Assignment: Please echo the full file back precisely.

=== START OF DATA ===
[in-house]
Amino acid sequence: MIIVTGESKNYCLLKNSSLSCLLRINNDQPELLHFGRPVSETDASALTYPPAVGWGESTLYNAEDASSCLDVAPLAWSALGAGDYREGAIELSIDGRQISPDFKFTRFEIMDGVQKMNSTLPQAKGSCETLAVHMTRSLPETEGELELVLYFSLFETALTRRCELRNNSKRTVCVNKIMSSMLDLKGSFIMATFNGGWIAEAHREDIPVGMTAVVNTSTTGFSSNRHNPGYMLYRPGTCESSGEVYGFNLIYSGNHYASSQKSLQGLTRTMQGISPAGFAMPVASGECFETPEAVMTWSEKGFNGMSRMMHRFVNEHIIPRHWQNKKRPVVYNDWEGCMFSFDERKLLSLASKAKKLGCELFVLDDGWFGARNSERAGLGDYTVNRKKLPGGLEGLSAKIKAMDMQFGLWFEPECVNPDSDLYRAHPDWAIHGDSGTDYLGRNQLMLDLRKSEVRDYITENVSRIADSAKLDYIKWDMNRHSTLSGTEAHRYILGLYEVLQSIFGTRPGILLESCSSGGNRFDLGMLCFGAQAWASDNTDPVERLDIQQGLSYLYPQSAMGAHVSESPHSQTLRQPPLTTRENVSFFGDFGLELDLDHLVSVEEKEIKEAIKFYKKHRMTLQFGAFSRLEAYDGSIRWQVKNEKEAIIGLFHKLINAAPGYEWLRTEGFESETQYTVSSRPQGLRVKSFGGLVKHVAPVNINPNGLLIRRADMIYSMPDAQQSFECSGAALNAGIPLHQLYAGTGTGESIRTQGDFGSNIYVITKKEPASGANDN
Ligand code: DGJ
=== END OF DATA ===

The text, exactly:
[in-house]
Amino acid sequence: MIIVTGESKNYCLLKNSSLSCLLRINNDQPELLHFGRPVSETDASALTYPPAVGWGESTLYNAEDASSCLDVAPLAWSALGAGDYREGAIELSIDGRQISPDFKFTRFEIMDGVQKMNSTLPQAKGSCETLAVHMTRSLPETEGELELVLYFSLFETALTRRCELRNNSKRTVCVNKIMSSMLDLKGSFIMATFNGGWIAEAHREDIPVGMTAVVNTSTTGFSSNRHNPGYMLYRPGTCESSGEVYGFNLIYSGNHYASSQKSLQGLTRTMQGISPAGFAMPVASGECFETPEAVMTWSEKGFNGMSRMMHRFVNEHIIPRHWQNKKRPVVYNDWEGCMFSFDERKLLSLASKAKKLGCELFVLDDGWFGARNSERAGLGDYTVNRKKLPGGLEGLSAKIKAMDMQFGLWFEPECVNPDSDLYRAHPDWAIHGDSGTDYLGRNQLMLDLRKSEVRDYITENVSRIADSAKLDYIKWDMNRHSTLSGTEAHRYILGLYEVLQSIFGTRPGILLESCSSGGNRFDLGMLCFGAQAWASDNTDPVERLDIQQGLSYLYPQSAMGAHVSESPHSQTLRQPPLTTRENVSFFGDFGLELDLDHLVSVEEKEIKEAIKFYKKHRMTLQFGAFSRLEAYDGSIRWQVKNEKEAIIGLFHKLINAAPGYEWLRTEGFESETQYTVSSRPQGLRVKSFGGLVKHVAPVNINPNGLLIRRADMIYSMPDAQQSFECSGAALNAGIPLHQLYAGTGTGESIRTQGDFGSNIYVITKKEPASGANDN
Ligand code: DGJ